Planning a road trip? Traveling with a pet involves more than just loading the animal in the back seat and motoring off-especially if you will be driving long distances or plan to be away for a long time. The ASPCA offers the following tips to help you prepare for a safe and smooth car trip.
- Keep your pets safe and secure in a well-ventilated crate or carrier. There are a variety of wire mesh, hard plastic and soft-sided carriers available. Whatever you choose, make sure it’s large enough for your pet to stand, sit, lie down and turn around in. And P.S., it’s smart to get your pet used to the carrier in the comfort of your home before your trip.
- Get your pet geared up for a long trip by taking him on a series of short drives first, gradually lengthening the time spent in the car. And please be sure to always secure the crate so it won’t slide or shift in the event of a quick stop.
- Your pet’s travel-feeding schedule should start with a light meal three to four hours prior to departure. Don’t feed your furry friend in a moving vehicle-even if it is a long drive.
- Never leave your animal alone in a parked vehicle. On a hot day, even with the windows open, a parked automobile can become a furnace in no time, and heatstroke can develop. In cold weather, a car can act as a refrigerator, holding in the cold and causing the animal to freeze to death.
- What is your pet’s traveling kit? In addition to travel papers, food-bowl, leash, a waste scoop, plastic bags, grooming supplies, medication and a pet first-aid kit, pack a favorite toy or pillow to give your pet a sense of familiarity.
- Make sure your pet has a microchip for identification and wears a collar with a tag imprinted with your home address, as well as a temporary travel tag with your cell phone, destination phone number and any other relevant contact information. Canines should wear flat (never choke!) collars, please.
- Don't allow your pet to ride with his head outside the window. He could be injured by flying objects. And please keep him in the back seat in his crate or with a harness attached to a seat buckle.
- Traveling across state lines? Bring along your pet’s rabies vaccination record, as some states require this proof at certain interstate crossings. While this generally isn’t a problem, it’s always smart to be on the safe side.
- When it comes to H2O, we say BYO. Opt for bottled water or tap water stored in plastic jugs. Drinking water from an area he’s not used to could result in tummy upset for your pet.
- If you travel frequently with your pet, you may want to invest in rubberized floor liners and waterproof seat protectors, available at auto product retailers.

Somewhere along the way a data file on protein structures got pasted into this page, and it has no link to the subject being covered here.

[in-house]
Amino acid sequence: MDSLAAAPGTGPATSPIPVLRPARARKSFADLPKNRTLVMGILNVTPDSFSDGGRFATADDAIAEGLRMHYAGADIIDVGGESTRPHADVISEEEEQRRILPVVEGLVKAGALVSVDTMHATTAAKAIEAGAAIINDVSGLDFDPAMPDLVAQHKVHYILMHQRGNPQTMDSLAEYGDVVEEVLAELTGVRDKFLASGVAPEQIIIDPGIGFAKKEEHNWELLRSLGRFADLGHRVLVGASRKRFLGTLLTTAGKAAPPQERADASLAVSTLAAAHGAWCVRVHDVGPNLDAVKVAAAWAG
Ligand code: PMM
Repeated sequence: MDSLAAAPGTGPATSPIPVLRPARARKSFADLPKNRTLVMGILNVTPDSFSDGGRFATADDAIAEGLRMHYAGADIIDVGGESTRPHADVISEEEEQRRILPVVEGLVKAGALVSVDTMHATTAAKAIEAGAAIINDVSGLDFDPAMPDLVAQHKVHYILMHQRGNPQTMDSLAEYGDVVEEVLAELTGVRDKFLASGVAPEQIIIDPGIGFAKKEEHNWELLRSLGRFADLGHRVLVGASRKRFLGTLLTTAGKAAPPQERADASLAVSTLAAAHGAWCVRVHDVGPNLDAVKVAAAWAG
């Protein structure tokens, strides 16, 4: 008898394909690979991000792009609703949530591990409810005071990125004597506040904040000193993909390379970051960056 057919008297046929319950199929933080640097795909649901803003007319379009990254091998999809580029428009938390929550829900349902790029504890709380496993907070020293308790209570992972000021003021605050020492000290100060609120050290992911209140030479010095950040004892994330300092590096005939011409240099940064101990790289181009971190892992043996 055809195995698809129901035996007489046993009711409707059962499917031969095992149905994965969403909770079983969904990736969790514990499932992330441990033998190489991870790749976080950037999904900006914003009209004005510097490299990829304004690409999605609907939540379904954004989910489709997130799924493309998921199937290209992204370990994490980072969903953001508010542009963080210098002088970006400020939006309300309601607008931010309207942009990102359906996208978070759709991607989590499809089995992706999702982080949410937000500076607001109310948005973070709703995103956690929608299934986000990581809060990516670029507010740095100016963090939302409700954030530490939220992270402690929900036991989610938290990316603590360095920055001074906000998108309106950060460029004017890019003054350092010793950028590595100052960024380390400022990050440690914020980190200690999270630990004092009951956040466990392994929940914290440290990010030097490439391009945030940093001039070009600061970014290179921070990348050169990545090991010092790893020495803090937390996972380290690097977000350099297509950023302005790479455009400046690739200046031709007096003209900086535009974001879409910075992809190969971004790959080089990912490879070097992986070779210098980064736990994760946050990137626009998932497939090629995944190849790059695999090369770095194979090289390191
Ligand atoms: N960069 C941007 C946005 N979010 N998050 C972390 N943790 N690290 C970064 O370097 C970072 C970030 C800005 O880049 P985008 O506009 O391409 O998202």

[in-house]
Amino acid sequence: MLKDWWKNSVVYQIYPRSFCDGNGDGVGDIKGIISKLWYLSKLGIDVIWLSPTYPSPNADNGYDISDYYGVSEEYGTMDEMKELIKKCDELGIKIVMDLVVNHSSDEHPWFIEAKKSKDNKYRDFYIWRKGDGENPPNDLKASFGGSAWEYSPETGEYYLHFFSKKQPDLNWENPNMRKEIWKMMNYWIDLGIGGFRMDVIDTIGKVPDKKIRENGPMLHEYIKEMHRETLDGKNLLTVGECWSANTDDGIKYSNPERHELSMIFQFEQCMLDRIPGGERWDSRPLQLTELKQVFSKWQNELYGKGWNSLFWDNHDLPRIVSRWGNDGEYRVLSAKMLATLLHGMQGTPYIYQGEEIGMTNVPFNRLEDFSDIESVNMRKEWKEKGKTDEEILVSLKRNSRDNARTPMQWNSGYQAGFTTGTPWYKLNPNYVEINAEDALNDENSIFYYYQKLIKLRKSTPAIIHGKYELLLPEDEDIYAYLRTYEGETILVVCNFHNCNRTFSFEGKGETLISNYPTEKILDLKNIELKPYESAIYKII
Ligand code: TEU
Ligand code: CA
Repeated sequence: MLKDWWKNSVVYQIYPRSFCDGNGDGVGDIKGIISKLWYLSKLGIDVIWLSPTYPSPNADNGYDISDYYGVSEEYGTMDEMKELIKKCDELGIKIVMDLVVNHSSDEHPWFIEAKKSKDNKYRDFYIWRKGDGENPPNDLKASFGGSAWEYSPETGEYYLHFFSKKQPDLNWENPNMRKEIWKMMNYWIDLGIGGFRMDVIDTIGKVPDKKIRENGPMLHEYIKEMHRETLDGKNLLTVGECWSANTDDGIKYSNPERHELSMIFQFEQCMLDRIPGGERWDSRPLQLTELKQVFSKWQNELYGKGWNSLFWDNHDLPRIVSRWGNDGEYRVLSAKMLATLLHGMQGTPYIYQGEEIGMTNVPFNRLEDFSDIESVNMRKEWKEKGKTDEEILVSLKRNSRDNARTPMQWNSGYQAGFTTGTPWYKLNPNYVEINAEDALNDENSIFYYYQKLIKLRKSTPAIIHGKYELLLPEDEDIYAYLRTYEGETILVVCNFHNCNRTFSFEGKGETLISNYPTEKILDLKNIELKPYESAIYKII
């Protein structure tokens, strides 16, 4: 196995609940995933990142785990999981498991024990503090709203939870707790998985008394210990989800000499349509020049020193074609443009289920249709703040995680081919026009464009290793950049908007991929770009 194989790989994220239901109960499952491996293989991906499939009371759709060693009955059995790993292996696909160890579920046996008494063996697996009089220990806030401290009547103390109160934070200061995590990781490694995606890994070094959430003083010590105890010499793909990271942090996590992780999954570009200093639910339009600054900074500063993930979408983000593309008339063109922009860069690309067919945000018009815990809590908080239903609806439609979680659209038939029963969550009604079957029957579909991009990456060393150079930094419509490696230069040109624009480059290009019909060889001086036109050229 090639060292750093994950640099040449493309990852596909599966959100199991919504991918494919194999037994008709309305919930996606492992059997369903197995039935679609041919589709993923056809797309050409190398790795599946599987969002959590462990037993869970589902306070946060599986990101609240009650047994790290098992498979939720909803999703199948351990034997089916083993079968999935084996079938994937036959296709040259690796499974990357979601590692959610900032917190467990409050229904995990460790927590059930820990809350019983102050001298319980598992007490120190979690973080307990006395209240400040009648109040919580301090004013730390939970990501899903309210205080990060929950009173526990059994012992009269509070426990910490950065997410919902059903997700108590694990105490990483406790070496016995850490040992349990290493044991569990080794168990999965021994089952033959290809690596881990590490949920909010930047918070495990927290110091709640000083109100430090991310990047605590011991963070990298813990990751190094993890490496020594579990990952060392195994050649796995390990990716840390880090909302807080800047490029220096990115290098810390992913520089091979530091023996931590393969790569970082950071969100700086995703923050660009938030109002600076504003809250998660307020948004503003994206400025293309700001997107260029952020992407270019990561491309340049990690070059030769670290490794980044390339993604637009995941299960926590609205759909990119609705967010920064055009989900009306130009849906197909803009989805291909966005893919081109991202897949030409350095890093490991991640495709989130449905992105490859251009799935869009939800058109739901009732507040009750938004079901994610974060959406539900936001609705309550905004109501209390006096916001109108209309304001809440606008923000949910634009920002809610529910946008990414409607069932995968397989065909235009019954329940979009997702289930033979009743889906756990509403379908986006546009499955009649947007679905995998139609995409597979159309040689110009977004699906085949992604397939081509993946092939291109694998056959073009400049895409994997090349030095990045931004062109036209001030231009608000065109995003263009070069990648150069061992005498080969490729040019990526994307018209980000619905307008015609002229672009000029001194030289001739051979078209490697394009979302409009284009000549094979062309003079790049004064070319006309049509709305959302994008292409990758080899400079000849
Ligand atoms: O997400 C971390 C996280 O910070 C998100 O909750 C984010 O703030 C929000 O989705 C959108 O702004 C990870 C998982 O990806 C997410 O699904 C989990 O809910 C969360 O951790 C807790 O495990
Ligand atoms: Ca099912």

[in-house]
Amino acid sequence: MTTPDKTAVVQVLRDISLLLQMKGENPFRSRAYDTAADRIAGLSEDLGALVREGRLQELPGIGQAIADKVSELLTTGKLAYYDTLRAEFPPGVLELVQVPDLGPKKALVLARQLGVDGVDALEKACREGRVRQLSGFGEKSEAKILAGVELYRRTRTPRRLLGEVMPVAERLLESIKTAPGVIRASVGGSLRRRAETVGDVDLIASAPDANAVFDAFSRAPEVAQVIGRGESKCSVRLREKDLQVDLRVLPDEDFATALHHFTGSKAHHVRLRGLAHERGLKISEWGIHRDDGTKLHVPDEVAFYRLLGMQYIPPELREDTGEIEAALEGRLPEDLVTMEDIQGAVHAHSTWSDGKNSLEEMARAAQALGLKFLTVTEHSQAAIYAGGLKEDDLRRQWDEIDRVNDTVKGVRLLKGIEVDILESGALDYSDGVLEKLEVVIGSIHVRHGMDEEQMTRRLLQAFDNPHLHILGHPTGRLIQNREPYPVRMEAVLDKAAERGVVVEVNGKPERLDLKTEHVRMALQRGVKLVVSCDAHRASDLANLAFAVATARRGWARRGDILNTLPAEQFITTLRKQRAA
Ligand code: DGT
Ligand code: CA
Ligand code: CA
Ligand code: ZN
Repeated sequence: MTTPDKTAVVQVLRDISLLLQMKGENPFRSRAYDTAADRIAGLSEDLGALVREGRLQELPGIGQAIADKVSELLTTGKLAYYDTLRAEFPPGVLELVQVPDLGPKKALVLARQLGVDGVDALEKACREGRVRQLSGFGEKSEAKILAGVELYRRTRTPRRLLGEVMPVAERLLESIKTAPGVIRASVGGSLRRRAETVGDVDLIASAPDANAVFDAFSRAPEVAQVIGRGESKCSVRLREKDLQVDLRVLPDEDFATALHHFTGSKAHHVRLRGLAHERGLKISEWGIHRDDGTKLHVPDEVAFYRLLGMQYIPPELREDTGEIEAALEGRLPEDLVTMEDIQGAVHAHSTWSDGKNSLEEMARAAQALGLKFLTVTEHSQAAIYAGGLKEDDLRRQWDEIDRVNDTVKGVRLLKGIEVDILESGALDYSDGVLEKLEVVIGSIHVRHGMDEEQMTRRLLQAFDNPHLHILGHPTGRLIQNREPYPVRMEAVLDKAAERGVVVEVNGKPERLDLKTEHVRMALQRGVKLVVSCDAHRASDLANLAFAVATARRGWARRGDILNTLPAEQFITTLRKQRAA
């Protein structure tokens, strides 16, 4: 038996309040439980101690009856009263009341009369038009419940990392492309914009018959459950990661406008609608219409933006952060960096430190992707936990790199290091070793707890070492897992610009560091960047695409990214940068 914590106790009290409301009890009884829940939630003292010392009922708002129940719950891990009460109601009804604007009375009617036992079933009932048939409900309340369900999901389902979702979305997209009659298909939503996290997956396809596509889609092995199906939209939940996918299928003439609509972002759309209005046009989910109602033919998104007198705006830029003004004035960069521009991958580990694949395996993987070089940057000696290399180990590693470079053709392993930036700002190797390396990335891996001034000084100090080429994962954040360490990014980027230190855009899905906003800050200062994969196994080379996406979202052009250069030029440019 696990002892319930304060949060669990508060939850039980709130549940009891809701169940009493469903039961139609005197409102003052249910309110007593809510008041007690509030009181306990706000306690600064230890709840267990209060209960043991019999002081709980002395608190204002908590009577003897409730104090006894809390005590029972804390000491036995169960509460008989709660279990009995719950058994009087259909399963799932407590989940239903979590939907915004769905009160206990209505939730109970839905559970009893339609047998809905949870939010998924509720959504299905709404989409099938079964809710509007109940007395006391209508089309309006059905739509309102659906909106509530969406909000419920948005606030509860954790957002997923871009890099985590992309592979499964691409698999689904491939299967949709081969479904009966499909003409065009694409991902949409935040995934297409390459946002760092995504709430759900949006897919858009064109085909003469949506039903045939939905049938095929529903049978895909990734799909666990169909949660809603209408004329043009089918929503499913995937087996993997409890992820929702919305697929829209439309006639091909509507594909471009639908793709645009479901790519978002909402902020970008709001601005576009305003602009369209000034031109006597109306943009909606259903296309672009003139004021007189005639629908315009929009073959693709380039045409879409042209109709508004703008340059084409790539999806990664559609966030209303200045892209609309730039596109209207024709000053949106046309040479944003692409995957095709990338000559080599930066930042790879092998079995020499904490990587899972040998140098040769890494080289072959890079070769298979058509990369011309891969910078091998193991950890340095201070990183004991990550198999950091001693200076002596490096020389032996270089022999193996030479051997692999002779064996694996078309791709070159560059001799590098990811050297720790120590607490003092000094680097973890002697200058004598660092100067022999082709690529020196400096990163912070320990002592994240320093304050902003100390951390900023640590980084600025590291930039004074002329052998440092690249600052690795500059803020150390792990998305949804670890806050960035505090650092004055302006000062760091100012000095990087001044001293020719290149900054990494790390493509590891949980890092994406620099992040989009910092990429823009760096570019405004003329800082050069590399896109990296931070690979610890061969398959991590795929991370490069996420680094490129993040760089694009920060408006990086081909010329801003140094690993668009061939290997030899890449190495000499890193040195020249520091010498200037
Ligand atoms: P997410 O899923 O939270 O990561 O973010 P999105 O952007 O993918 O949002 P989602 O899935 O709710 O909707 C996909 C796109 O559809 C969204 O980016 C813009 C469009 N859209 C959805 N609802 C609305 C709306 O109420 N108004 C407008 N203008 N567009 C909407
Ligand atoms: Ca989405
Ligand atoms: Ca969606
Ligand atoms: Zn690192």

Extra tips on keeping kitty safe while driving
Most cats regard even slow-moving vehicles in much the same way that claustrophobics view closets. Even the horn scares them. A lot of this can probably be attributed to the fact that the only time most cats see the inside of a car is when their next sight will be the veterinarian’s office. Cars mean that something unpleasant is getting even closer. Some cats were introduced to car rides for pure fun in their kittenhood and seem to actually enjoy them. This does not alter the fact that cats and cars are generally a bad mix.
For example, if a vehicle backfires, a gun-shy dog may cower, but a cat may flee (in some strange territory, chances of recovery are slim). George, one of the most dearly loved cats ever to grace a household, was lost in this way.
Cars also have windows and seats. Although it may be impossible for a wolfhound or even a corgi to clamber out through a tiny crack in the window that lets the driver pay a gas station attendant or a toll, most cats can squeeze their way out of a toothpaste tube. As for seats, we have never heard of a dog getting caught in the springs under a seat or having to be cut out of the metalwork over the wheelbase, but both things frequently happen to cats. Extricating them wastes a chunk of a person’s life and sometimes a chunk out of the car. The cat may emerge physically intact but can suffer emotional scars that may never heal.
If you are going to travel by car with your cat, here’s how to do it right:
1. Always use a sturdy carrier. Double-check that the carrier door is absolutely secure. Never let your cat loose in the car. Countless cats have been lost at tollbooths and rest stops this way.
2. Keep the carrier from wobbling by creating as flat an area as possible for it to sit on (pack a towel around the outside if you need to). Do not let kitty see that you are headed for the car—drape a breathable cloth over the carrier before heading out the door, place the carrier on the flat space in the car, then rearrange the cloth so that your cat can see you, if possible, but not out any window. The sight of the earth or sky speeding past causes most cats to panic, begin open-mouthed breathing and howl miserably.
3. Pad the inside of the carrier with something comfy, such as a towel, to make travel easier and less bumpy.
4. Play the radio softly to drown out traffic noises (try a soothing classical music station).
5. Talk to your cat as you go. If he or she complains, always answer reassuringly.
6. Make the ride as smooth as possible. Avoid lurching forward, brake smoothly, and imagine that you are delivering crystal glassware that will shatter if you do not look ahead and steer clear of bumps and potholes in the road.
7. When you arrive at your destination, let kitty scope out the new indoor setting from the sanctity of the carrier; then offer food, water, and litter outside it. In strange surroundings, ensure that all doors and windows are shut as tight as can be before the kitty emerges from the carrier.
You may get more ideas on gadgets and equipment on traveling by car with your pet, at tripatricks.com, at 40% discount until Cyber Monday the 27th of November.
(source: peta.org, bringfrido.com)